Narrowing the booster plan could confuse the public and create the impression that government vaccine policy is to some extent disorganized. But some public health experts will most likely welcome it.
They argued vigorously that the government lacks the data to justify widespread adoption of additional vaccinations and should instead focus on vaccinating about 25 percent of Americans who are eligible for vaccination but remain unprotected. And some have said that senior Biden officials, including heads of health officials, have mistakenly cornered regulators by announcing a strategy before they could conduct a full review.
Understand US vaccination and mask requirements
- Vaccination rules. On August 23, the Food and Drug Administration fully approved Pfizer-BioNTech’s coronavirus vaccine for people aged 16 and over, paving the way for increased mandates in both the public and private sectors. Private companies are increasingly demanding vaccines for employees. Such mandates are legally permissible and have been confirmed in legal challenges.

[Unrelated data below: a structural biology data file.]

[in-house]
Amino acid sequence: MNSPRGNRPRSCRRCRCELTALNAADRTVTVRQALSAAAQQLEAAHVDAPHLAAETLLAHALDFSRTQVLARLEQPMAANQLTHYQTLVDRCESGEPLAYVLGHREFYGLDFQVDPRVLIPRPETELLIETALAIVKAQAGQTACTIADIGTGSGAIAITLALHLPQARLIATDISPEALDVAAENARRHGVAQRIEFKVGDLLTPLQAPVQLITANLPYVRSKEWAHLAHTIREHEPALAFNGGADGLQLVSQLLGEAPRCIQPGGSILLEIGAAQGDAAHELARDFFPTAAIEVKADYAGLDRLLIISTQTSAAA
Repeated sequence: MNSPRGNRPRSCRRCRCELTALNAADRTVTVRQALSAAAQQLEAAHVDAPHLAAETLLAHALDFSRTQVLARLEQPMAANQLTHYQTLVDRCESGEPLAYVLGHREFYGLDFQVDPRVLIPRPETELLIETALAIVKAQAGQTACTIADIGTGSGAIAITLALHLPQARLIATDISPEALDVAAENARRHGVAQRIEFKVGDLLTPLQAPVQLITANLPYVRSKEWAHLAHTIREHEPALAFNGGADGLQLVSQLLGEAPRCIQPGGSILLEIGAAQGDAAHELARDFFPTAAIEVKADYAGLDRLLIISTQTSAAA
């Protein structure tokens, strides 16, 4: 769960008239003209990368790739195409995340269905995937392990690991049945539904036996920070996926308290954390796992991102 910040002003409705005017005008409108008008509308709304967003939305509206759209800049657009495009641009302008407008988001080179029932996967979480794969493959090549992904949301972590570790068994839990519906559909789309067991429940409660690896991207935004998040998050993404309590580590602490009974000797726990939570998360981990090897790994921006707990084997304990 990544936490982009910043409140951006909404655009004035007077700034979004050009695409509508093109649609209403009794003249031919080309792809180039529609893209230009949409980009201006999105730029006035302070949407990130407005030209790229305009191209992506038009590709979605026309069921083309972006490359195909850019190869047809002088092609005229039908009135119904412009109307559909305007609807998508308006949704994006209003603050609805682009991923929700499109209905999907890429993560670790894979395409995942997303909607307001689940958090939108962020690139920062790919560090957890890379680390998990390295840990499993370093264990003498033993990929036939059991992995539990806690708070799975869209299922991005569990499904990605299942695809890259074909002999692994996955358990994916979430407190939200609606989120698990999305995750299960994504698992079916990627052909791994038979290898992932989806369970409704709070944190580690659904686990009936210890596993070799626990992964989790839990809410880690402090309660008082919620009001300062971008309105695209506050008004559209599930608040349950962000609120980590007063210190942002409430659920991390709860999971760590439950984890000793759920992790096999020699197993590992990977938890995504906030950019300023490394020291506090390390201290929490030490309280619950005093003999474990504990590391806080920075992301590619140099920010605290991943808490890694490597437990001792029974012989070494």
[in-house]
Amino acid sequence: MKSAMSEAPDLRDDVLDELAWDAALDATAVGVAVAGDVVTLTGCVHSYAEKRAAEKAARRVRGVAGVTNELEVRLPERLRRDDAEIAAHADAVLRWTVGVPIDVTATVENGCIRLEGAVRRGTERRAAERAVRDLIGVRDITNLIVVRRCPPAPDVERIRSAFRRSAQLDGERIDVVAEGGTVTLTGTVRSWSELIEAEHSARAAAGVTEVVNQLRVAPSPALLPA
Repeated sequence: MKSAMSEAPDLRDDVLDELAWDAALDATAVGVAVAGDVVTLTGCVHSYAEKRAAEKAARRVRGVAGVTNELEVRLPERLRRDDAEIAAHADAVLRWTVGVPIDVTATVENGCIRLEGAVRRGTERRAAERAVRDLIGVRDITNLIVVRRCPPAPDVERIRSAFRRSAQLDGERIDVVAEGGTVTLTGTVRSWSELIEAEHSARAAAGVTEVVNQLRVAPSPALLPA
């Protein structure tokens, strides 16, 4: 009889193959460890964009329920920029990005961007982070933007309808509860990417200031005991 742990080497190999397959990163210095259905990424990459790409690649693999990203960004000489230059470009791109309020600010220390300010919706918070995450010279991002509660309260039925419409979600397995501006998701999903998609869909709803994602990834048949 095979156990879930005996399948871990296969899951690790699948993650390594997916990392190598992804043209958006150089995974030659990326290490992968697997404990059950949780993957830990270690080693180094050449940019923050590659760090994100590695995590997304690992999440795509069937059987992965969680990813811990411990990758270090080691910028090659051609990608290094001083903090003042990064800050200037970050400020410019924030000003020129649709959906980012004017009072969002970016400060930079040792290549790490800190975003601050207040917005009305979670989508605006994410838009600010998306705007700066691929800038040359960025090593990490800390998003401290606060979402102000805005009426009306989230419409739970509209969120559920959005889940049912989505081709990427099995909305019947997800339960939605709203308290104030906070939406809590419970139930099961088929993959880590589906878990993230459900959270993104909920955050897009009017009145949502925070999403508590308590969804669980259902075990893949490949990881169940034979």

- Mask rules. The Centers for Disease Control and Prevention in July recommended that all Americans, regardless of vaccination status, wear masks in public places indoors in areas with outbreaks, reversing the guidelines offered in May. See where the CDC guidelines would apply and where states have implemented their own mask guidelines. The battle over masks is controversial in some states, with some local leaders defying state bans.